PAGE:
Meanwhile, Russia’s invasion of Ukraine reverberated through financial markets, pushing a key measure of volatility to its highest level in more than a year. Although US trade dependence on Russian and Ukrainian products is limited to less than 1% (according to the World Bank), the US economy could suffer through other channels. The dispute has already resulted in the biggest weekly rise in commodity prices since 1974 and threatens to exacerbate pandemic-induced logistical challenges. These two forces will lead to higher prices and a drag on economic growth. Meanwhile, further deterioration in financial conditions would equate to monetary tightening, which could force the Fed to slow the pace of rate hikes going forward.

Canada – Rate hikes have started

Not surprisingly, the Bank of Canada launched its path to monetary policy normalization from the extraordinary framework it maintained during the pandemic. On Wednesday, the Bank raised its key rate by 0.25 percentage points to 0.5%, the first in a series of rate hikes.

The Bank of Canada’s decision follows the release of economic data for the fourth quarter of 2021 which showed the Canadian economy recorded robust growth of 6.7% annualized in the quarter and 4.6% for the whole year. The economy grew strongly at the end of the year, although household spending was relatively weak and spending on goods fell slightly. Instead, growth was driven by companies that increased production in order to replenish inventories that had been reduced by the combination of supply constraints and past strong sales (Chart 1).

The Bank’s rate decision comes as the global economy is plunged into a period of heightened uncertainty due to Russia’s invasion of Ukraine. The war in Ukraine will aggravate supply constraints and exacerbate inflationary pressures. There is little the Bank of Canada can do to prevent this. It does, however, have leverage to, as Governor Tiff Macklem noted in a speech after the decision, “reduce the parts of inflation that are driven by domestic demand.” Higher borrowing costs will dampen demand in interest rate-sensitive sectors of the economy, such as housing, which have seen the fastest price appreciation during the pandemic. Monetary policy won’t slow inflation by a penny, but rate hikes are now needed to bring inflation back on a lower path over the next year.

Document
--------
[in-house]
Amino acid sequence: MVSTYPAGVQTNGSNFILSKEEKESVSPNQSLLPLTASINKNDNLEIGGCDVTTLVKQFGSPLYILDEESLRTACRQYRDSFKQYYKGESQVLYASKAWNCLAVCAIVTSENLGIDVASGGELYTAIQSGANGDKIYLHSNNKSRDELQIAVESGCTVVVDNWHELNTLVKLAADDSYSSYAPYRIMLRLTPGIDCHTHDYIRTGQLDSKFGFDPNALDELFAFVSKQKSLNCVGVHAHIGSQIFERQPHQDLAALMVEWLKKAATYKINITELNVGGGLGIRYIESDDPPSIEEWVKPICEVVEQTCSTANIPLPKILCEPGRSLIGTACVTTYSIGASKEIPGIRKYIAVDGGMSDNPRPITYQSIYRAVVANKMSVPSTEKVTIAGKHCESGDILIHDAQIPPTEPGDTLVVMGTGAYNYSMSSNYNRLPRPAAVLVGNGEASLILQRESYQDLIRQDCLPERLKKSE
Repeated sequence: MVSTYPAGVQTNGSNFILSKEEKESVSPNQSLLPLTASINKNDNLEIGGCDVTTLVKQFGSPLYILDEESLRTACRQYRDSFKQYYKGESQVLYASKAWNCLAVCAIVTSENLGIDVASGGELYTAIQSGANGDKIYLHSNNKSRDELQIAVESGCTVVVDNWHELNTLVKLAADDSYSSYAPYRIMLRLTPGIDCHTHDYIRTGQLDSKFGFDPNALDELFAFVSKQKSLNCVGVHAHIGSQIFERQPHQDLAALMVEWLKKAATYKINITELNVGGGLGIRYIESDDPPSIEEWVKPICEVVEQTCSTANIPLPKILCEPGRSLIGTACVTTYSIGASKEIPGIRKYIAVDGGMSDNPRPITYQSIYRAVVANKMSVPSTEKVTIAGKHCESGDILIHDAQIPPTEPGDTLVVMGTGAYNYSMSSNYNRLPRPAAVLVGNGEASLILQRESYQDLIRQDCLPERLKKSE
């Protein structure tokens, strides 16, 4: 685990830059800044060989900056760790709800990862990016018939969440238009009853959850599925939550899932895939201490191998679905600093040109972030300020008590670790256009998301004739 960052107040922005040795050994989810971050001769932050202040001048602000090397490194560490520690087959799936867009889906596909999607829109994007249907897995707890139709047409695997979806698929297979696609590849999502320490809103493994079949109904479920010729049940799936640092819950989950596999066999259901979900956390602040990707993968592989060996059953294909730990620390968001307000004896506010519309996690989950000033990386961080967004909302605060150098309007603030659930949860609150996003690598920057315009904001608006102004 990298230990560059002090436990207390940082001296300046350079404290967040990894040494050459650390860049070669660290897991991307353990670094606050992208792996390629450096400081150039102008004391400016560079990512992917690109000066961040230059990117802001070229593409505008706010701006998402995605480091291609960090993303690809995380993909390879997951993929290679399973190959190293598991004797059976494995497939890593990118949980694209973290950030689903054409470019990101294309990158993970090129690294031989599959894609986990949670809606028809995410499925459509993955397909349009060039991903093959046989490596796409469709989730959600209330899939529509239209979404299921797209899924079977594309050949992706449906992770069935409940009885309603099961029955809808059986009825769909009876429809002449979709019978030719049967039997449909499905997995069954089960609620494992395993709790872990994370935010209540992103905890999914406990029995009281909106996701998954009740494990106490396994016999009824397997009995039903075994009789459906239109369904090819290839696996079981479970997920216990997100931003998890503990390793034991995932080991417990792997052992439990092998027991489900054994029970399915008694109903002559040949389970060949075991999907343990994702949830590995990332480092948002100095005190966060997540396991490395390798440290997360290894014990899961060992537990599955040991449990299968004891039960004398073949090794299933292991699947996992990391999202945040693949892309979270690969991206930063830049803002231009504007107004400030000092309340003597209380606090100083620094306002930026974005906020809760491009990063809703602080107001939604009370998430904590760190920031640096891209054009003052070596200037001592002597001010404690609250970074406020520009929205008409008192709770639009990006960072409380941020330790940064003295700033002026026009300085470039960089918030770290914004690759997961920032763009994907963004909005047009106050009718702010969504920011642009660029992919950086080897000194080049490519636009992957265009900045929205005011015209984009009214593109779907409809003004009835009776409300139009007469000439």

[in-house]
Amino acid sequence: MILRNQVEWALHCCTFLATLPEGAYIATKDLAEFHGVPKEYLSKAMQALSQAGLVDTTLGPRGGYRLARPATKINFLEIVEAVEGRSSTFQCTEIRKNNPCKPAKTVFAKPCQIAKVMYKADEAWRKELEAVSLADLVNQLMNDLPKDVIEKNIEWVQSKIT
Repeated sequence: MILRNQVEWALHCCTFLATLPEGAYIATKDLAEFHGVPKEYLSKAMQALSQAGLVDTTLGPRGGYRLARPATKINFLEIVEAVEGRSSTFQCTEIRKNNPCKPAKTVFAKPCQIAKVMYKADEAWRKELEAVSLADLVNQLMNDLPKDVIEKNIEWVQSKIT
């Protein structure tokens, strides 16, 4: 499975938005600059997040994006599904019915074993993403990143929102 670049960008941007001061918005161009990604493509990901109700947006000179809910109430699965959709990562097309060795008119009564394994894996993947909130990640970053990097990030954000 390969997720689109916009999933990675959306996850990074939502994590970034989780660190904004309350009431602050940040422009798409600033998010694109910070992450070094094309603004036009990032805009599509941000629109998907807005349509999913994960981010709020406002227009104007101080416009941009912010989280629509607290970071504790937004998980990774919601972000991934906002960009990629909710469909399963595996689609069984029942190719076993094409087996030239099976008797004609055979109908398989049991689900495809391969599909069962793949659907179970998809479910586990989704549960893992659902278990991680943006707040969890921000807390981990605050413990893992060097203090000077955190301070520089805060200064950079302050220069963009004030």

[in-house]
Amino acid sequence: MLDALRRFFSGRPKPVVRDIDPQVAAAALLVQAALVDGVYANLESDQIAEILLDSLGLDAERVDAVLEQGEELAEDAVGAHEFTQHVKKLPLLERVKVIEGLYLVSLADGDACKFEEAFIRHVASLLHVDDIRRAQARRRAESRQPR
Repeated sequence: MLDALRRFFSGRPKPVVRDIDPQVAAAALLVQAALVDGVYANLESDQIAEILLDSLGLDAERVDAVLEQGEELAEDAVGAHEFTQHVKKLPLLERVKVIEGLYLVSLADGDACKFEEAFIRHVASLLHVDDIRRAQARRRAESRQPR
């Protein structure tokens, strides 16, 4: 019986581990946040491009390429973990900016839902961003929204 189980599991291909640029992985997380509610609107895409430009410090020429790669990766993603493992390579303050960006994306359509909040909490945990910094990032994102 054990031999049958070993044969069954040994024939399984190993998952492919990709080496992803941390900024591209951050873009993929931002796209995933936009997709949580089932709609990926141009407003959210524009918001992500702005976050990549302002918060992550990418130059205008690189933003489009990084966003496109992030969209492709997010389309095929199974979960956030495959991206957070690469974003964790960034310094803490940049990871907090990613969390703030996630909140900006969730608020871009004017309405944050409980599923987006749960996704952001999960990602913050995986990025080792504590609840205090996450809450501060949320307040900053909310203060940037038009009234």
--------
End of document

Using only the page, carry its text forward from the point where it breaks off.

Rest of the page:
In addition to rate hikes, the Bank of Canada will begin to normalize its balance sheet, which has soared to more than 20% of GDP following large-scale asset purchases of government bonds. Governor Macklem came out strong in his message on the central bank’s plans for quantitative tightening (QT), noting that the maturity of the Bank’s holdings is relatively short, and by simply letting them mature, the Bank could get closer to its pre-pandemic position over the next two years. Communicated in advance, QT is unlikely to put significant upward pressure on interest rates, but it will slow deposit growth and help tighten financial conditions.

Financial market tensions will be an important indicator to watch in assessing future monetary policy decisions as well as the economic outlook. So far, credit spreads have remained relatively contained, widening but not yet to worrying levels (see Chart 2). Equity market volatility increased, but North American equity markets moved sideways instead of falling significantly. The TSX performed better than the other indices, reflecting its energy bias. As of this writing, it was within a week. This may not last. Financial volatility and stress are likely to worsen as the conflict drags on.